2007 Summer, Pg. 1. Introduction.

New Hampshire Bar Journal


2007 Summer, Pg. 1.


New Hampshire Bar JournalSummer 2007, Volume 48, No. 2Annual Survey of New Hampshire LawIntroductionThis issue of the Bar Journal is produced in cooperation and with financial support from Franklin Pierce Law Center. Not to be overlooked are the contributions of time given as "article mentors" by members of the Bar Journal Editorial Advisory Board with assistance from other members of the Bar in various subject areas. The Bar members read outlines or prospectuses of proposed articles, usually centered on recent New Hampshire Supreme Court cases. These "mentors" provided informal advice to the student authors, particularly to help them sharpen their focus on the most telling questions to be addressed in discussing the chosen cases.

Our thanks also to all of the students who participated in the course, and in particular to David Rothstein, a Pierce Law professor who served as the adviser for this project. The mentoring of the members of the Bar is a recent innovation to the Pierce Law/Annual Survey project, and we hope that it helps to enhance the tradition of the Annual Survey in the coming years.

Another innovation to make participation in the Annual Survey more attractive is the inauguration two years ago of the Bar Journal Editor's Award honoring the best student article in the issue. Due to delays in production (not the fault of the writers!), the judging for the Editor's Award was not completed in time for the publication of the issue, and the winner (or winners) will be announced in September.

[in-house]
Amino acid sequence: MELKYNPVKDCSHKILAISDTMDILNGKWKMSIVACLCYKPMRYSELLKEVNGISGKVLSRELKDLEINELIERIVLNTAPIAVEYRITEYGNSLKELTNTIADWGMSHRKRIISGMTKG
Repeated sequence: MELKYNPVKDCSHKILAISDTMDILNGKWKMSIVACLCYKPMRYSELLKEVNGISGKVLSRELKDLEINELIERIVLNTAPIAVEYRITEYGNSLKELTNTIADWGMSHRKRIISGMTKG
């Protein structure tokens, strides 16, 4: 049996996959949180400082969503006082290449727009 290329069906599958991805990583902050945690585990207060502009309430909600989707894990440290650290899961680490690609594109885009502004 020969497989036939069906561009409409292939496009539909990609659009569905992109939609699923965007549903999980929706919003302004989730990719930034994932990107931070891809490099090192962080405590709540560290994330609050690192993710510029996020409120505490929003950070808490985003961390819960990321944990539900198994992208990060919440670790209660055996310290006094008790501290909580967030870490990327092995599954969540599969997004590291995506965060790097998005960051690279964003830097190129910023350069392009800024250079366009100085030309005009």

Taxing questions are addressed in the first two articles in the lineup of analyses of recent New Hampshire Supreme Court decisions by students at Franklin Pierce Law Center.

Charlotte Ancel, a former school teacher who graduated from Pierce Law this year, takes on the especially taxing, complicated, entangled, and, she asserts, self-contradictory jurisprudence of the Court in the school-funding cases. Her analysis focuses on the challenges posed by, and the contradictions contained in, the Court's most recent opinion, Londonderry School District SAU # 12 v. State

("Londonderry". Her article also was updated near deadline to incorporate the legislature's efforts to cope with Court mandates in the session concluded in June.

In the second article, Glen Fries, another...

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